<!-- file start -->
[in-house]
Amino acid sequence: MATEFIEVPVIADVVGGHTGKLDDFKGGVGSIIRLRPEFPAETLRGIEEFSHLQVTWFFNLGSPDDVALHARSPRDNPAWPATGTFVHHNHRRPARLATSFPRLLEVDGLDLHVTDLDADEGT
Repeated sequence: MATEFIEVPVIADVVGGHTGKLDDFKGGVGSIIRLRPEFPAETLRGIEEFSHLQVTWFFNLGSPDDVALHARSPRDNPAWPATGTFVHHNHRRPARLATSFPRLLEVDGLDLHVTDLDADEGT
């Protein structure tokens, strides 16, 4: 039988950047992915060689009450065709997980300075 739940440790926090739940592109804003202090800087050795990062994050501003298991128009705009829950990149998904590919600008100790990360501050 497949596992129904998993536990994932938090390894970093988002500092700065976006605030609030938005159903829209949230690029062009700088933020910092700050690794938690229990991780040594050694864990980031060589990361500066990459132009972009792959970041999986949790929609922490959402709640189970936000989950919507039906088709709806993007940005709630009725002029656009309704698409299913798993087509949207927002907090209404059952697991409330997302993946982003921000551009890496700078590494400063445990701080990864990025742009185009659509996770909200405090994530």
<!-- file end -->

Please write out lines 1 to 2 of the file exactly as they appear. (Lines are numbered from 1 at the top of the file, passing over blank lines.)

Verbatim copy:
[in-house]
Amino acid sequence: MATEFIEVPVIADVVGGHTGKLDDFKGGVGSIIRLRPEFPAETLRGIEEFSHLQVTWFFNLGSPDDVALHARSPRDNPAWPATGTFVHHNHRRPARLATSFPRLLEVDGLDLHVTDLDADEGT